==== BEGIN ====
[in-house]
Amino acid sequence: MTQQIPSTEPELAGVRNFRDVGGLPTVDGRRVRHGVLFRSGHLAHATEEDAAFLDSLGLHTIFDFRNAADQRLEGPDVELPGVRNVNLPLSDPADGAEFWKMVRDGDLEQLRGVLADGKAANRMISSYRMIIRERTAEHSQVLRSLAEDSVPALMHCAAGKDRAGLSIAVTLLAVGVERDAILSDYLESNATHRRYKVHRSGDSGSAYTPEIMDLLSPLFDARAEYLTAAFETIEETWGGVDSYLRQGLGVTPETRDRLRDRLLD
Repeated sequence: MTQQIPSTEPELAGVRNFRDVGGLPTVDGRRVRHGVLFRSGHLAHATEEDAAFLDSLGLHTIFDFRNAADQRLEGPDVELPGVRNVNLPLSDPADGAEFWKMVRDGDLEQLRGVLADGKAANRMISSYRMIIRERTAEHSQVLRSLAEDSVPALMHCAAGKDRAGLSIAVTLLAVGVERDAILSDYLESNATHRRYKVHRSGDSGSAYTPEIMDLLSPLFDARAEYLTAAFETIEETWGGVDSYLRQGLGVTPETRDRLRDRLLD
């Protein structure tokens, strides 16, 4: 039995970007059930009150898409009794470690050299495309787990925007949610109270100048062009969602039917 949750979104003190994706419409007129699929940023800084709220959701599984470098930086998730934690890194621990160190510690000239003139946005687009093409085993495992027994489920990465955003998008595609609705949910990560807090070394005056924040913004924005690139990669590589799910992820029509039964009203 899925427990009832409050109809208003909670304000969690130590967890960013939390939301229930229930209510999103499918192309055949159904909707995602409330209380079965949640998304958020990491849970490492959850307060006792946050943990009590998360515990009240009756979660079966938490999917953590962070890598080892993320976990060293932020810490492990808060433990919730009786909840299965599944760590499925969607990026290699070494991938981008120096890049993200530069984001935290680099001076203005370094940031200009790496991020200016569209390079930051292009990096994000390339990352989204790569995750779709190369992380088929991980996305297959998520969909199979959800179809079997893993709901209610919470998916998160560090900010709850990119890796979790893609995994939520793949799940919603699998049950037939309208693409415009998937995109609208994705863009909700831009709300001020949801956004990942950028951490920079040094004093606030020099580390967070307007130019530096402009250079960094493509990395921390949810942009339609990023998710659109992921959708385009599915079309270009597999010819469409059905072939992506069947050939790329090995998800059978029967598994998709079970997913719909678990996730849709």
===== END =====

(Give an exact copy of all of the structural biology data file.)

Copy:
[in-house]
Amino acid sequence: MTQQIPSTEPELAGVRNFRDVGGLPTVDGRRVRHGVLFRSGHLAHATEEDAAFLDSLGLHTIFDFRNAADQRLEGPDVELPGVRNVNLPLSDPADGAEFWKMVRDGDLEQLRGVLADGKAANRMISSYRMIIRERTAEHSQVLRSLAEDSVPALMHCAAGKDRAGLSIAVTLLAVGVERDAILSDYLESNATHRRYKVHRSGDSGSAYTPEIMDLLSPLFDARAEYLTAAFETIEETWGGVDSYLRQGLGVTPETRDRLRDRLLD
Repeated sequence: MTQQIPSTEPELAGVRNFRDVGGLPTVDGRRVRHGVLFRSGHLAHATEEDAAFLDSLGLHTIFDFRNAADQRLEGPDVELPGVRNVNLPLSDPADGAEFWKMVRDGDLEQLRGVLADGKAANRMISSYRMIIRERTAEHSQVLRSLAEDSVPALMHCAAGKDRAGLSIAVTLLAVGVERDAILSDYLESNATHRRYKVHRSGDSGSAYTPEIMDLLSPLFDARAEYLTAAFETIEETWGGVDSYLRQGLGVTPETRDRLRDRLLD
């Protein structure tokens, strides 16, 4: 039995970007059930009150898409009794470690050299495309787990925007949610109270100048062009969602039917 949750979104003190994706419409007129699929940023800084709220959701599984470098930086998730934690890194621990160190510690000239003139946005687009093409085993495992027994489920990465955003998008595609609705949910990560807090070394005056924040913004924005690139990669590589799910992820029509039964009203 899925427990009832409050109809208003909670304000969690130590967890960013939390939301229930229930209510999103499918192309055949159904909707995602409330209380079965949640998304958020990491849970490492959850307060006792946050943990009590998360515990009240009756979660079966938490999917953590962070890598080892993320976990060293932020810490492990808060433990919730009786909840299965599944760590499925969607990026290699070494991938981008120096890049993200530069984001935290680099001076203005370094940031200009790496991020200016569209390079930051292009990096994000390339990352989204790569995750779709190369992380088929991980996305297959998520969909199979959800179809079997893993709901209610919470998916998160560090900010709850990119890796979790893609995994939520793949799940919603699998049950037939309208693409415009998937995109609208994705863009909700831009709300001020949801956004990942950028951490920079040094004093606030020099580390967070307007130019530096402009250079960094493509990395921390949810942009339609990023998710659109992921959708385009599915079309270009597999010819469409059905072939992506069947050939790329090995998800059978029967598994998709079970997913719909678990996730849709």